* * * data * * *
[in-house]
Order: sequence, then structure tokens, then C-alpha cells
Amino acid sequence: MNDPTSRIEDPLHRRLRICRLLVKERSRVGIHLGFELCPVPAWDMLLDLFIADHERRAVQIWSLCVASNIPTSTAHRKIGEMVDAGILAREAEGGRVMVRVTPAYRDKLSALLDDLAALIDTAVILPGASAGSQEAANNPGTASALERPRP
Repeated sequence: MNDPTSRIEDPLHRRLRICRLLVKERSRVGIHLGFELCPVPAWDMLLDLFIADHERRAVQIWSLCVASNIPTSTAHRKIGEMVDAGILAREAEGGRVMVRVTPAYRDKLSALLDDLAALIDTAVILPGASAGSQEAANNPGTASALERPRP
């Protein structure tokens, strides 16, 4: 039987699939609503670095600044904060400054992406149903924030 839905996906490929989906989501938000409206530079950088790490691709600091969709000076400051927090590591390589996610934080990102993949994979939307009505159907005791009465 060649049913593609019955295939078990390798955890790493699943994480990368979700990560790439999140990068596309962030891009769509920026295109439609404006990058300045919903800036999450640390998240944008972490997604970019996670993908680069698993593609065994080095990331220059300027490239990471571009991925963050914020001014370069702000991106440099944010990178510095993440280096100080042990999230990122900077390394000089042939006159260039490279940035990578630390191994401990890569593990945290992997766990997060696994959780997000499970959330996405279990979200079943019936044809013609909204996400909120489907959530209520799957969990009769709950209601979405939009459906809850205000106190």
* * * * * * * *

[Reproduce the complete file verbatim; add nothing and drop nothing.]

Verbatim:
[in-house]
Order: sequence, then structure tokens, then C-alpha cells
Amino acid sequence: MNDPTSRIEDPLHRRLRICRLLVKERSRVGIHLGFELCPVPAWDMLLDLFIADHERRAVQIWSLCVASNIPTSTAHRKIGEMVDAGILAREAEGGRVMVRVTPAYRDKLSALLDDLAALIDTAVILPGASAGSQEAANNPGTASALERPRP
Repeated sequence: MNDPTSRIEDPLHRRLRICRLLVKERSRVGIHLGFELCPVPAWDMLLDLFIADHERRAVQIWSLCVASNIPTSTAHRKIGEMVDAGILAREAEGGRVMVRVTPAYRDKLSALLDDLAALIDTAVILPGASAGSQEAANNPGTASALERPRP
């Protein structure tokens, strides 16, 4: 039987699939609503670095600044904060400054992406149903924030 839905996906490929989906989501938000409206530079950088790490691709600091969709000076400051927090590591390589996610934080990102993949994979939307009505159907005791009465 060649049913593609019955295939078990390798955890790493699943994480990368979700990560790439999140990068596309962030891009769509920026295109439609404006990058300045919903800036999450640390998240944008972490997604970019996670993908680069698993593609065994080095990331220059300027490239990471571009991925963050914020001014370069702000991106440099944010990178510095993440280096100080042990999230990122900077390394000089042939006159260039490279940035990578630390191994401990890569593990945290992997766990997060696994959780997000499970959330996405279990979200079943019936044809013609909204996400909120489907959530209520799957969990009769709950209601979405939009459906809850205000106190």